I am pretty sure that Cycles got NVLink support a while ago.
From the release notes of 2.90:
NVLink support for CUDA and OptiX . When enabled in the Cycles device preferences, GPUs connected with an NVLink bridge will share memory to support rendering bigger scenes .
The first scene was in Maya using Arnold 4.0.1
The second and 3rd were using V-ray next 4.3
I think those are scenes for those specific render engines for benchmark purposes (might be wrong).
Stream is live now. 3000 series supposedly has double the performance of 2000 series (including a slide specifically claiming ~120% performance improvement in Cycles)
RTX 3090 sure looks great on paper! It’s coming out next month! I should sell my 1080 ti and 1070 now before they become paperweights.
I purchased an overclocked RTX 2080 ti earlier this year and have been using it with E-Cycles and Blender 2.83 as I learn 3D.
Should I sell the card before the value significantly decreases and upgrade to an Ampere card? ( I checked and there seems to be a large value drop already )
My main concern is stability with Blender. I don’t know if it would work with E-Cycles No information available on Blender Market yet.
It’s probably best I wait for users to report on stability after they’ve tested the cards more. What would you do?
It depends why you want to upgrade.
The value of RTX 2000 will drop like a rock and it’ll also age badly. NVIDIA is very aggressive with pricing because of AMD and the price can drop even further if AMF showcase a great product.
Unless you need better performance it’s already too late to sell at good price. I doubt there will be many new sales of RTX 2000 series until we see solid benchmarks of Ampere series to compare price/value. Even then it doesn’t makes sense to buy first generation RTX cards. The technology is much better in Ampere and the pricing is very good.
I myself wanted to buy 2080 Ti badly but thank God I’ve waited.
I’m still in no rush to buy Ampere and can wait a couple months for AMD release to makes sure I get new Nvidia cards at best possible price.
Let’s be absolutely clear what that relative performance graph shows before people swallow the nVidia marketing BS without doing any thinking.
The graph shows the relative ray intersection performance compared to Turing. This does not mean you’re going to get a doubling of render speed.
There are two stages to rendering, ray intersections and shading. RTX accelerates ray intersections not shading.
In a scene that is equally limited by ray intersection and shading an infinitely fast ray intersection engine can only reduce render performance by a maximum of 50%.
Be very careful before believing that Ampere offers double the rendering performance of Turing without independent and trustworthy benchmarks i.e. the opendata benchmarks.
nVidia have a habit of choosing edge cases where their new gen GPU out performs the previous gen, they put up a slide and people interpret it as a general case. nVidia are masters at pulling the wool over your eyes. Watch back the Turing launch and you’ll see some outlandish BS.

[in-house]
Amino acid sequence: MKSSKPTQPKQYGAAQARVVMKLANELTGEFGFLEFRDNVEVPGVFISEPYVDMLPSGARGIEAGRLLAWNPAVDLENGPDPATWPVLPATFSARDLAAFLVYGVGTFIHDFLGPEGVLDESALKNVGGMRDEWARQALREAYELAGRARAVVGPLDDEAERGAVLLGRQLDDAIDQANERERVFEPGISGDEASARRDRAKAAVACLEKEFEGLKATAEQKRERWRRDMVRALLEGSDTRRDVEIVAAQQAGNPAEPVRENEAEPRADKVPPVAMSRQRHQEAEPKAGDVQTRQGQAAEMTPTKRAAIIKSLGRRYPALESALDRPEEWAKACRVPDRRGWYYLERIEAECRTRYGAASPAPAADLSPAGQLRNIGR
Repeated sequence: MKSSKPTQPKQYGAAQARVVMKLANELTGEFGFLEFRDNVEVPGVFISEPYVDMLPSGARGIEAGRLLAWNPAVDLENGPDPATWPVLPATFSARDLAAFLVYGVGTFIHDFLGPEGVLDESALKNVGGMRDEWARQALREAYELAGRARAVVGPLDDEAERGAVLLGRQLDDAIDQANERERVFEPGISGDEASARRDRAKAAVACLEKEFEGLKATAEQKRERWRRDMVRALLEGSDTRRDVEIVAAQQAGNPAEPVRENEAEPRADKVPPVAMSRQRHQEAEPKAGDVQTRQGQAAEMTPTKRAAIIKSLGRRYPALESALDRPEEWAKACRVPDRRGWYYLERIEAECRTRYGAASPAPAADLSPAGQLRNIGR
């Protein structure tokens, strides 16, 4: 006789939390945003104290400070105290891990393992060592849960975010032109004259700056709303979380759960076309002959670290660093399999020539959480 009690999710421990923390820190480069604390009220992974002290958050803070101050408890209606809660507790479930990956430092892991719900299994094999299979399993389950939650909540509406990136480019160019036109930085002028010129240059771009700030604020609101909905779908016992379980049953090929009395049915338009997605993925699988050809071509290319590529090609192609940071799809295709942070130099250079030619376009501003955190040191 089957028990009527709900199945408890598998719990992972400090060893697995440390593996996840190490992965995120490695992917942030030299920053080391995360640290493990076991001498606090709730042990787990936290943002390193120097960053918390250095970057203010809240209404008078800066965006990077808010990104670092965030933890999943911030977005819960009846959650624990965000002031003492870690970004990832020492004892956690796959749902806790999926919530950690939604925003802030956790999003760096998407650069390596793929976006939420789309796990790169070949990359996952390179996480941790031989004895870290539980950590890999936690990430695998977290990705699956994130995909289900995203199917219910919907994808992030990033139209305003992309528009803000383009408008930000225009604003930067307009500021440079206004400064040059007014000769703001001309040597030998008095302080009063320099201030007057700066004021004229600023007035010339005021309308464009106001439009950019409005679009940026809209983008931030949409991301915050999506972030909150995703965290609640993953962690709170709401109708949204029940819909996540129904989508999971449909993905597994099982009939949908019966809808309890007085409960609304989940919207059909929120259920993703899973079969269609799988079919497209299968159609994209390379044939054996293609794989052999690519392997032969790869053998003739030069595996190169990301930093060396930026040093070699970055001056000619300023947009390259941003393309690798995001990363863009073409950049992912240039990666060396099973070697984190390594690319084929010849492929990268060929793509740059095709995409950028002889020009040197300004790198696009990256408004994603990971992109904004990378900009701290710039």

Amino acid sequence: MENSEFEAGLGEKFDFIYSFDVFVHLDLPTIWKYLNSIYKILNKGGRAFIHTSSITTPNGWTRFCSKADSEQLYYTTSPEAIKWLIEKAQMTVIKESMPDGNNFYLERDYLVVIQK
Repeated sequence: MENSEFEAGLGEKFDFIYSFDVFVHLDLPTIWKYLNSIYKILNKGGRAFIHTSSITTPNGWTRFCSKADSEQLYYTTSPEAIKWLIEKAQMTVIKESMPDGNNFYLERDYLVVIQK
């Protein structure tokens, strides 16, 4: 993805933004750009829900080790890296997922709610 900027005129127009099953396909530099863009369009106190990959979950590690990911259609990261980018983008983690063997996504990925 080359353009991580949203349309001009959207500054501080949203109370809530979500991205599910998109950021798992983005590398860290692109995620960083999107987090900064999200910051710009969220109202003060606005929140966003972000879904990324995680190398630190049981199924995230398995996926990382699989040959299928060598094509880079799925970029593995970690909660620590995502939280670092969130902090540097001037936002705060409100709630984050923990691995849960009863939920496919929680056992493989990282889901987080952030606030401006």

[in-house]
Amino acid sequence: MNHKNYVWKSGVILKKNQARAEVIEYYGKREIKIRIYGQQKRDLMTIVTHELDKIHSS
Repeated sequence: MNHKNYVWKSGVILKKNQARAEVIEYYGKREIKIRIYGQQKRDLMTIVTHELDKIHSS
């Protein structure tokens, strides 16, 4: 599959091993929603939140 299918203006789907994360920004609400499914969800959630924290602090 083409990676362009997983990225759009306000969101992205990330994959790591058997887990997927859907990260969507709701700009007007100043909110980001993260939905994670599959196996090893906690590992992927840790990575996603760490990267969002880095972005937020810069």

Like Infograph said, Nvidia marketing always exaggerate the performance with pretty graphics. I would say 2080ti will be plenty good for the next three years, unless you’re rendering animations in 4K on regular basis,. When it comes to rendering, it can never be fast enough.
this aged worse than milk outside on a summer day
Haha Yeah, I think pretty much no one could predict what we’d have by now with GPUs and pricing. It’s just a complete garbage what is happening and I for once have no idea when it’ll normalize.
I think it’s a new reality most hate. Except maybe miners.
It is time to think of purchasing your own nuclear reactor if you can afford one (and if getting one is legal in your part of the world).
Nvidia is currently readying the RTX 3090Ti, which will bring a slight performance increase and an eye-popping 450 watt TDP.
New graphics card power plug for up to 600 watts is coming (12VHPWR) (guru3d.com)
It gets worse, initial rumors are talking about Lovelace having freakishly power hungry entries up to 600 watts. With a dual GPU setup alongside a 350 watt Alder Lake chip, we are talking about your machine potentially becoming a fire hazard (that is if you don’t need to rewire your house because there’s no wall outlet that can output the juice it needs).
Those AMD Ryzen APU’s suddenly don’t look so bad in terms of the likelyhood of having a PC that still runs after a few years.
Stats like those, coupled with the street price of components point towards, what Alexey described as, the new reality most will hate.
The low/entry level is dead, none of the key companies offer anything of current gen serving that end of the market. Even “mid-range” is now a couple of tiers more expensive, and a tier lower in spec. The 60 class cards come with heavily cut down dies, reduced memory bandwidth and in some cases, only 8x PCIE lanes, all while trading for 500 and over.
This “shortage” situation has been going long enough to the point where the “consumer” has grown accustomed, allowing the companies to restructure their product stack accordingly. Higher sell price means higher margins, more powerful and power hungry components for the high end, none for the low end. Good for those with deep pockets, not so great for those on a more limited budget.
Who knows, come time to upgrade in a few years time, maybe an APU from apple will look like a great deal.